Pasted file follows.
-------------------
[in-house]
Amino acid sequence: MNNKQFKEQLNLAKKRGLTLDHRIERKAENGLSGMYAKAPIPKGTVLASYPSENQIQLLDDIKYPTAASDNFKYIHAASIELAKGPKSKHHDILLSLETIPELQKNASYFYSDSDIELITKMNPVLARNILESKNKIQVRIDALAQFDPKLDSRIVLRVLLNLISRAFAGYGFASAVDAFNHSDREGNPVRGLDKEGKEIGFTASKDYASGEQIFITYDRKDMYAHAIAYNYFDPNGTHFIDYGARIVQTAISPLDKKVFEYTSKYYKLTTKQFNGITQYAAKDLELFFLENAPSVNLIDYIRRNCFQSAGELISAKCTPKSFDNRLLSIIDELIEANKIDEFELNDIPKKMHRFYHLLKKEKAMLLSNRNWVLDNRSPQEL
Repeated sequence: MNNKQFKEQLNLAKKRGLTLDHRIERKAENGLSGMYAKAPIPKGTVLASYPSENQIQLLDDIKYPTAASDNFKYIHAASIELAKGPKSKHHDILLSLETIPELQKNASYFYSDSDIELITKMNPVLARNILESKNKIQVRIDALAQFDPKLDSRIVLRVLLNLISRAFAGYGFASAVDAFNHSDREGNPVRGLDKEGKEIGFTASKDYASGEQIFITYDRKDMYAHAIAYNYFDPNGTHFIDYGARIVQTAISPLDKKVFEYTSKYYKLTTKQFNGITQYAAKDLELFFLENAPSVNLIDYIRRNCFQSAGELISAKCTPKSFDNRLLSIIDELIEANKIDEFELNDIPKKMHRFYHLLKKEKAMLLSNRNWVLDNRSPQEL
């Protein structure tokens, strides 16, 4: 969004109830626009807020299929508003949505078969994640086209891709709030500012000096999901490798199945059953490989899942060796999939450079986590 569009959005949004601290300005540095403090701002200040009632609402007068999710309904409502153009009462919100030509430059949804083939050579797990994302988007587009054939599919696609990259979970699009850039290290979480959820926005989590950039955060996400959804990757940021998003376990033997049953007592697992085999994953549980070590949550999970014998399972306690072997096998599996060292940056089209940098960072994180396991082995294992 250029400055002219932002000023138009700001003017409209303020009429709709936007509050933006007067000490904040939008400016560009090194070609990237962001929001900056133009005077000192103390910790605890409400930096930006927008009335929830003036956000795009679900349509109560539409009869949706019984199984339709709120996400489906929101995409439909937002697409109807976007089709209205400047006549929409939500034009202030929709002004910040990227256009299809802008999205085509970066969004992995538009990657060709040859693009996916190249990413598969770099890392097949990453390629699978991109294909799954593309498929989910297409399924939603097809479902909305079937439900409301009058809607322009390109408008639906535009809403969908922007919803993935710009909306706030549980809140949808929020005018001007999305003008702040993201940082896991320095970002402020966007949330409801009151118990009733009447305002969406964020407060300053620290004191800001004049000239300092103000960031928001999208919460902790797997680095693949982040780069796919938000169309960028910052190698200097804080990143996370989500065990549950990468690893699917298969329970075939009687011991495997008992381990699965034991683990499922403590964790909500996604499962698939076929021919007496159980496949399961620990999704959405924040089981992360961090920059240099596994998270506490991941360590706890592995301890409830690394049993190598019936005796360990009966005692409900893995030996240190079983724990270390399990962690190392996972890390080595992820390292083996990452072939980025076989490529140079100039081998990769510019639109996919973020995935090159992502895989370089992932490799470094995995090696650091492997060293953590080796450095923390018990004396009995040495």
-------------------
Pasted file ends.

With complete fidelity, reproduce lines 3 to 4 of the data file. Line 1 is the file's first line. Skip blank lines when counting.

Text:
Repeated sequence: MNNKQFKEQLNLAKKRGLTLDHRIERKAENGLSGMYAKAPIPKGTVLASYPSENQIQLLDDIKYPTAASDNFKYIHAASIELAKGPKSKHHDILLSLETIPELQKNASYFYSDSDIELITKMNPVLARNILESKNKIQVRIDALAQFDPKLDSRIVLRVLLNLISRAFAGYGFASAVDAFNHSDREGNPVRGLDKEGKEIGFTASKDYASGEQIFITYDRKDMYAHAIAYNYFDPNGTHFIDYGARIVQTAISPLDKKVFEYTSKYYKLTTKQFNGITQYAAKDLELFFLENAPSVNLIDYIRRNCFQSAGELISAKCTPKSFDNRLLSIIDELIEANKIDEFELNDIPKKMHRFYHLLKKEKAMLLSNRNWVLDNRSPQEL
């Protein structure tokens, strides 16, 4: 969004109830626009807020299929508003949505078969994640086209891709709030500012000096999901490798199945059953490989899942060796999939450079986590 569009959005949004601290300005540095403090701002200040009632609402007068999710309904409502153009009462919100030509430059949804083939050579797990994302988007587009054939599919696609990259979970699009850039290290979480959820926005989590950039955060996400959804990757940021998003376990033997049953007592697992085999994953549980070590949550999970014998399972306690072997096998599996060292940056089209940098960072994180396991082995294992 250029400055002219932002000023138009700001003017409209303020009429709709936007509050933006007067000490904040939008400016560009090194070609990237962001929001900056133009005077000192103390910790605890409400930096930006927008009335929830003036956000795009679900349509109560539409009869949706019984199984339709709120996400489906929101995409439909937002697409109807976007089709209205400047006549929409939500034009202030929709002004910040990227256009299809802008999205085509970066969004992995538009990657060709040859693009996916190249990413598969770099890392097949990453390629699978991109294909799954593309498929989910297409399924939603097809479902909305079937439900409301009058809607322009390109408008639906535009809403969908922007919803993935710009909306706030549980809140949808929020005018001007999305003008702040993201940082896991320095970002402020966007949330409801009151118990009733009447305002969406964020407060300053620290004191800001004049000239300092103000960031928001999208919460902790797997680095693949982040780069796919938000169309960028910052190698200097804080990143996370989500065990549950990468690893699917298969329970075939009687011991495997008992381990699965034991683990499922403590964790909500996604499962698939076929021919007496159980496949399961620990999704959405924040089981992360961090920059240099596994998270506490991941360590706890592995301890409830690394049993190598019936005796360990009966005692409900893995030996240190079983724990270390399990962690190392996972890390080595992820390292083996990452072939980025076989490529140079100039081998990769510019639109996919973020995935090159992502895989370089992932490799470094995995090696650091492997060293953590080796450095923390018990004396009995040495």